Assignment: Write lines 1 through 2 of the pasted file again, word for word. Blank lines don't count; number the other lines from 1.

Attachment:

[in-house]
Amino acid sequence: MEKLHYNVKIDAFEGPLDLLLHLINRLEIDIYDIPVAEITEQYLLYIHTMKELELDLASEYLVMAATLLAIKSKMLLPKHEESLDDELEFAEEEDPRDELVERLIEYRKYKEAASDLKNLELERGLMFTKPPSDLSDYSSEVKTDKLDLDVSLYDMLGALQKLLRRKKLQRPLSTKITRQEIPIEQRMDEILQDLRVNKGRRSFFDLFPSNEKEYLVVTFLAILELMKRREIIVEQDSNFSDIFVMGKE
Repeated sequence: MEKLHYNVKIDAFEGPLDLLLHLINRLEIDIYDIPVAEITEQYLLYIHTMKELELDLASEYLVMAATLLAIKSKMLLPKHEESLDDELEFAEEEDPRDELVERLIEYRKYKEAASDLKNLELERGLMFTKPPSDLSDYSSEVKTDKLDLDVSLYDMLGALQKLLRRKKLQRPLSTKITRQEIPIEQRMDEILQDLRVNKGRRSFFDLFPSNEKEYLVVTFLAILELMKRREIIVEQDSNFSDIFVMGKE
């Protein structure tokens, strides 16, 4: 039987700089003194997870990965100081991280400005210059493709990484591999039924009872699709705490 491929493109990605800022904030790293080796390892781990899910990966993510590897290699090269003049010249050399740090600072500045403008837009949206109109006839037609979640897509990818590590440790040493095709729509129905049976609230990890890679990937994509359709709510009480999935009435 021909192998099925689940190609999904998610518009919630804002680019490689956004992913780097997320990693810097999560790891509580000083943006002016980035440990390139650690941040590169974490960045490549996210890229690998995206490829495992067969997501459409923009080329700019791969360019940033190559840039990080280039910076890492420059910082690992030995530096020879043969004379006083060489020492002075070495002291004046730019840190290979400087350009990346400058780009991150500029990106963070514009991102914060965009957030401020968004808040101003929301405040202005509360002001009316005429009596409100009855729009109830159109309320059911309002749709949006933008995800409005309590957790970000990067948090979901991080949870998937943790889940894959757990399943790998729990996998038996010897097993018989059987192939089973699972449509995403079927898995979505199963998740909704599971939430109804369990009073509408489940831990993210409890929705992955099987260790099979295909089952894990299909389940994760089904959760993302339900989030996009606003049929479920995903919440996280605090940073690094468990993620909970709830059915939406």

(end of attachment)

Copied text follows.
[in-house]
Amino acid sequence: MEKLHYNVKIDAFEGPLDLLLHLINRLEIDIYDIPVAEITEQYLLYIHTMKELELDLASEYLVMAATLLAIKSKMLLPKHEESLDDELEFAEEEDPRDELVERLIEYRKYKEAASDLKNLELERGLMFTKPPSDLSDYSSEVKTDKLDLDVSLYDMLGALQKLLRRKKLQRPLSTKITRQEIPIEQRMDEILQDLRVNKGRRSFFDLFPSNEKEYLVVTFLAILELMKRREIIVEQDSNFSDIFVMGKE